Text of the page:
The easy symmetry of the last image is disrupted by the three-quarter stance of Jesus, whose curving body directs our gaze towards his companion through his inclined head and bent knees. The shadowy companion indicates to us the presence of another, not depicted, through his right hand which is raised in a gesture of defence of and solidarity with Christ. We are brought back from the exchange, however, by the bright white of this young man’s eye which reflects the radiance of Jesus’ halo. Compared with the weakening body of Jesus, the thief’s limbs, torso, and head are firm, strong, and proactive, embodying his urgent plea to be remembered by Jesus in paradise. Jesus’ leaning head visually speaks acceptance.

Choir: There Shall Be No More Tears  (Jenkins)


3. Woman, here is your son; here is your mother

Mathias Grunewald The Crucifixion, from the Isenheim Altarpiece, 1510-16 

John 19:25-27: Meanwhile, standing near the cross of Jesus were his mother, and his mother’s sister, Mary the wife of Clopas, and Mary Magdalene. When Jesus saw his mother and the disciple whom he loved standing beside her, he said to his mother, Woman, here is your son.” Then he said to the disciple, Here is your mother.” And from that hour the disciple took her into his own home.

This panel is from an altarpiece that was originally in a hospital for suffers of a deadly skin disease, St Anthony’s Fire. Jesus body is portrayed here, by Mathias Grunewald, inflicted with sores which connect him to sufferers of the disease.

The action takes place against a black background with hints of the Golgotha landscape. We, the viewers, find ourselves in the foreground of the picture plane, almost touching Mary Magdalen’s garment. This is the bleak darkness of the sixth hour. Christ’s mother faints in anguish into the supporting arms of the beloved disciple, John. She clasps her hands in a gesture of prayer that also suggests she is holding tight to the little that is left to hold, now that her son is dead.

The words of the old priest Simeon are poignant: “This child is destined for the falling and the rising of many in Israel, and to be a sign that will be opposed so that the inner thoughts of many will be revealedand a sword will pierce your own soul too.” (Luke 2:34b-35)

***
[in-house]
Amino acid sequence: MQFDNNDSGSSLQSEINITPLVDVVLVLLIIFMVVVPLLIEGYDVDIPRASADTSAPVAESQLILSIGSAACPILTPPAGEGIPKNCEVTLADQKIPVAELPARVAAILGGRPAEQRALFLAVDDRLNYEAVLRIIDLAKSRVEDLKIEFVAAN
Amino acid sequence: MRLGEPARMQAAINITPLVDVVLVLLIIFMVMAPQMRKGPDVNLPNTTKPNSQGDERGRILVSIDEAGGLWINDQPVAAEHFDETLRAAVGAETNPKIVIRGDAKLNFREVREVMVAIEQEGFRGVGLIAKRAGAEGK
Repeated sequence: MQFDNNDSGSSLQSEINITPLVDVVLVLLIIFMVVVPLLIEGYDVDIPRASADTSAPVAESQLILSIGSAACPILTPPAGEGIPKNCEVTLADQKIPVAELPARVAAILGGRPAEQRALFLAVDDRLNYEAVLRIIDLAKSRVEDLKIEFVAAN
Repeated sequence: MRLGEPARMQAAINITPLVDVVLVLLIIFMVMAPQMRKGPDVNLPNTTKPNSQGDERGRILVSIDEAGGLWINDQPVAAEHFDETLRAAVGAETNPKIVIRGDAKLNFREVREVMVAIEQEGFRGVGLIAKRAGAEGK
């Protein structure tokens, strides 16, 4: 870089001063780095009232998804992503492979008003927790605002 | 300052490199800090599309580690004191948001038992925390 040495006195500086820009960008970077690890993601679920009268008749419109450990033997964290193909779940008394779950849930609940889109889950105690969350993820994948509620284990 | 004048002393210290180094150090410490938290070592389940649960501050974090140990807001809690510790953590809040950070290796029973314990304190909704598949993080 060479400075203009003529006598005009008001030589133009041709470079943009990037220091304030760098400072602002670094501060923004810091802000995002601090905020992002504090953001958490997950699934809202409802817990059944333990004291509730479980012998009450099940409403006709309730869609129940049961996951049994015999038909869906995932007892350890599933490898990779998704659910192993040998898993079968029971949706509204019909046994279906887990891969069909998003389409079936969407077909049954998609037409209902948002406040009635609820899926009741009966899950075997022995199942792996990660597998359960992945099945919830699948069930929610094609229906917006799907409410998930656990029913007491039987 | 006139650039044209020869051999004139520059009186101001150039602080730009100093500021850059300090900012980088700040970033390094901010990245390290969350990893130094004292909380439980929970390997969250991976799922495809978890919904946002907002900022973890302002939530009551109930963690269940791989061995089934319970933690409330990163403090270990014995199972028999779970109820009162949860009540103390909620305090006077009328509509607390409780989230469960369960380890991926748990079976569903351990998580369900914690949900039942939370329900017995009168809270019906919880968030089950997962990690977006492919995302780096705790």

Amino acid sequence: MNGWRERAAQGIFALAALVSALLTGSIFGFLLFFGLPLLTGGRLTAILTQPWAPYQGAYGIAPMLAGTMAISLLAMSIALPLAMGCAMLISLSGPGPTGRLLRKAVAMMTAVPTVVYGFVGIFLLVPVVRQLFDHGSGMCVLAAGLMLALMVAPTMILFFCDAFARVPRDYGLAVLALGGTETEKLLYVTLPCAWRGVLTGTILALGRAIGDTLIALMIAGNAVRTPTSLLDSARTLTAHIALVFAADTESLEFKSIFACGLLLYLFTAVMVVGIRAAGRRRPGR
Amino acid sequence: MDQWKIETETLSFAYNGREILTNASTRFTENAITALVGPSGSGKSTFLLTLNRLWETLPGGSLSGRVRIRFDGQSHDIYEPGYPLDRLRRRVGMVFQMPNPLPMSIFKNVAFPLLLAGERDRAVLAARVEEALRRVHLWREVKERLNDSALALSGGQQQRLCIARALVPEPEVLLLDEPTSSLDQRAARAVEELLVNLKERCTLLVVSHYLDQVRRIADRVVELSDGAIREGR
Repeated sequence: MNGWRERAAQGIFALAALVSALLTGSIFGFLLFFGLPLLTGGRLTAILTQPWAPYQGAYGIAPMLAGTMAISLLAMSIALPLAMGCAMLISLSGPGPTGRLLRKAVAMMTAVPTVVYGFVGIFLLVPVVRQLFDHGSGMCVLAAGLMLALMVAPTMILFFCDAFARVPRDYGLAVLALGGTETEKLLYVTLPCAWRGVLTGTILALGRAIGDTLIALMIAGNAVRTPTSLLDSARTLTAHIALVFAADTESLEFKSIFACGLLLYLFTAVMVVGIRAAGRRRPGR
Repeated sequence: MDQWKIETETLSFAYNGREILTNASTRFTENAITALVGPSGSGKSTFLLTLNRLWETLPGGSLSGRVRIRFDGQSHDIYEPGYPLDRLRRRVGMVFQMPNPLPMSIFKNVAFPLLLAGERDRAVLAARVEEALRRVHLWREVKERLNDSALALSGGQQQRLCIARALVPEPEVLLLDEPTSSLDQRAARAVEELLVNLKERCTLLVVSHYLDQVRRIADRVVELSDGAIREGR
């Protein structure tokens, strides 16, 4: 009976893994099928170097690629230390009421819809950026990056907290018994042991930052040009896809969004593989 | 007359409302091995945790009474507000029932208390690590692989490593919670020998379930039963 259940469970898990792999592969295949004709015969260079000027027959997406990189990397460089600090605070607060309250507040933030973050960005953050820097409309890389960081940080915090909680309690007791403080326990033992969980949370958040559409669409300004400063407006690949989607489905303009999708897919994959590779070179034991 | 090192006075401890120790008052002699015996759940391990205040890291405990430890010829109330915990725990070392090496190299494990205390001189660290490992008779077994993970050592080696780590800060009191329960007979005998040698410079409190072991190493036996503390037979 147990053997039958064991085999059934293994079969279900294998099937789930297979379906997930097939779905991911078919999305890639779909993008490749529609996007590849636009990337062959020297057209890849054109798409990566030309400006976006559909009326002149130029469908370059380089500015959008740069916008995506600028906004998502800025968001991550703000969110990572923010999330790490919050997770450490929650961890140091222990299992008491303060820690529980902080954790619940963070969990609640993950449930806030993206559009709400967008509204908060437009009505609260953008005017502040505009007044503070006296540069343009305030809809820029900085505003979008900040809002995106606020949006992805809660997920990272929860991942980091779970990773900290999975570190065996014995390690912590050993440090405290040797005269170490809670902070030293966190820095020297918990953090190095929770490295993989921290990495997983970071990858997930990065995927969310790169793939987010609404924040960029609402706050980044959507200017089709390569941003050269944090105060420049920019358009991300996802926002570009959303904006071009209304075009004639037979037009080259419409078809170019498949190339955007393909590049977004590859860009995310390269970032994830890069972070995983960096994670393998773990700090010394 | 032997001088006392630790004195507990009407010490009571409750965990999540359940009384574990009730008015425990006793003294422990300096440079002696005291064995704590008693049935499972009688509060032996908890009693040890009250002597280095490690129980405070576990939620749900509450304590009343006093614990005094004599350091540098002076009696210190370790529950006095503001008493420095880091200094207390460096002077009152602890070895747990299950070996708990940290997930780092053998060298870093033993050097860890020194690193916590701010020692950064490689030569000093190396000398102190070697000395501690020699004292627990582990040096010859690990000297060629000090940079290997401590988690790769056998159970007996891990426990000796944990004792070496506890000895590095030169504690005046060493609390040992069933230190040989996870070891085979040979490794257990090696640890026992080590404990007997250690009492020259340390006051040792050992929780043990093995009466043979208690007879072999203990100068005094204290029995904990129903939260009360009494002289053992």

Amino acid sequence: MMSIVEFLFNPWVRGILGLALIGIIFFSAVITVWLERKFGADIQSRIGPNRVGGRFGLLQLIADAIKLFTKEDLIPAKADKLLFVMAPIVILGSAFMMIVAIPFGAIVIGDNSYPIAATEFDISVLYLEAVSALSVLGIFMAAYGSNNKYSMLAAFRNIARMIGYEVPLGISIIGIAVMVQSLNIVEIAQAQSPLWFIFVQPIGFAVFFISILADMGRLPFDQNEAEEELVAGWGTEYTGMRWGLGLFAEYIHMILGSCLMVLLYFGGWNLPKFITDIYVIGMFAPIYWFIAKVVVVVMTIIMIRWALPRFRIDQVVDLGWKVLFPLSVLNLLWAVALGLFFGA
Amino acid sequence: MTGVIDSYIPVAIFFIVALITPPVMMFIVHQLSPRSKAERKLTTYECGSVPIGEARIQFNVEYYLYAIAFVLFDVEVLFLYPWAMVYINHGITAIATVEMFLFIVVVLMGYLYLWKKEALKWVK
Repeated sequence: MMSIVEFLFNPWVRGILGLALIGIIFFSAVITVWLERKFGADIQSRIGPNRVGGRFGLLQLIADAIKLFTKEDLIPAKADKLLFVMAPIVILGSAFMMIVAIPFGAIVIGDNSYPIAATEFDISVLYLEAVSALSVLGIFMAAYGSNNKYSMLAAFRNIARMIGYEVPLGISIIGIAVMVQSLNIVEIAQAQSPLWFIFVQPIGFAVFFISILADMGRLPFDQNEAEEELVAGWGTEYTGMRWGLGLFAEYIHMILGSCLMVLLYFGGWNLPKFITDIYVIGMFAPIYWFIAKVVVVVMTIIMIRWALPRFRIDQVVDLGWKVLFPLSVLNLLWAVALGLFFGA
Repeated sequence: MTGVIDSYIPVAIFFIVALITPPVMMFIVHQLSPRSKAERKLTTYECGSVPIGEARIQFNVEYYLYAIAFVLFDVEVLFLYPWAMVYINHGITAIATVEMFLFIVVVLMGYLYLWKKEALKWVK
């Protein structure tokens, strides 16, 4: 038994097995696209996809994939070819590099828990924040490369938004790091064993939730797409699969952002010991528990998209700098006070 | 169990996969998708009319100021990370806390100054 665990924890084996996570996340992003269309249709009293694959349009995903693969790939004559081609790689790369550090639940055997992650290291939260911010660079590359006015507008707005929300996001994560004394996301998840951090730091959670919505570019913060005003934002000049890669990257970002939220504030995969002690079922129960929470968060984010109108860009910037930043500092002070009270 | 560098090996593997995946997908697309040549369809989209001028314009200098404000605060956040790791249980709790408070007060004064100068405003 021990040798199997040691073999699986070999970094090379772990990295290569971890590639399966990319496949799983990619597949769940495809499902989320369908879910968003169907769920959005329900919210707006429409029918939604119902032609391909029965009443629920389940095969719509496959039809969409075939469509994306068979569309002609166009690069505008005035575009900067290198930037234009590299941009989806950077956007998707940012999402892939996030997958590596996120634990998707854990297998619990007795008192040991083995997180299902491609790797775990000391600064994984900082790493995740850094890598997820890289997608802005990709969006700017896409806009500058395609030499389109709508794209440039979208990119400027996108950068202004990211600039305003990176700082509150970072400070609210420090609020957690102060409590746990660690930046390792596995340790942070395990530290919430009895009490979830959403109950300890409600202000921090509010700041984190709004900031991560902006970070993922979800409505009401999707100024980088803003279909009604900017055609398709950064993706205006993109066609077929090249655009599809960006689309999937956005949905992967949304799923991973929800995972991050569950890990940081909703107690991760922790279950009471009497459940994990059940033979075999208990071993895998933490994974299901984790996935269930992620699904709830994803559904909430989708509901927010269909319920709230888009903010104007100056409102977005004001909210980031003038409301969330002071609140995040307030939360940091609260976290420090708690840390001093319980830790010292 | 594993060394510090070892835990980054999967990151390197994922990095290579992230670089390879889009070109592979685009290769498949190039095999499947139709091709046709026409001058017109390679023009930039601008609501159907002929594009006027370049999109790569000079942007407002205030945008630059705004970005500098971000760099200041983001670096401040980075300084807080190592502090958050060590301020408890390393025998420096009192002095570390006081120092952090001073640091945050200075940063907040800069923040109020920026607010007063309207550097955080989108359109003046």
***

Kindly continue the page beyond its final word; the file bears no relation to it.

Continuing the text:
Mary leans back as if taking the impact of the sword and is gathered into the arms of John who will take care of her. At the bottom right hand of the panel blood pours out from another wound. The lamb is slain, pierced, and blood gushes from its heart into a chalice, like the chalice of wine which would have once been drunk at the altar table below this painting. 

Hymn: O Sacred Head Sore Surrounded

4. My God, My God, why have you forsaken me?

Die Harder, David Mach, 2011

Mark 15:33-34: When it was noon, darkness came over the whole land until three in the afternoon. At three o’clock Jesus cried out with a loud voice, Eloi, Eloi, lema sabachthani?” which means, My God, my God, why have you forsaken me?”

This 20 feet high body is brimming with tension. It is fashioned from thousands of straightened out coat hangers and evokes the searing torture of the crucifixion. The sharp quills are like dozens of tiny lightening rods emanating from Christ’s body. We are disturbed by the rawness, pain, and horror that is exposed.

Yet this is about more than physical anguish. It is about the devastating pain of abandonment. The choice of coat hangers carry interesting metaphorical resonances with the crucifixion. Jesus hung on the cross. His body was a human body; subject to gravity and the burden of its own weight. And at this moment Jesus’s body was weighed down with the sins of the world which separated him from his own Father.

In the death of Jesus we are confronted with the awesome paradox that the one upon whom all things hang is himself hanging on a tree

Choir: He That Shall Endure to the End. 

5. I thirst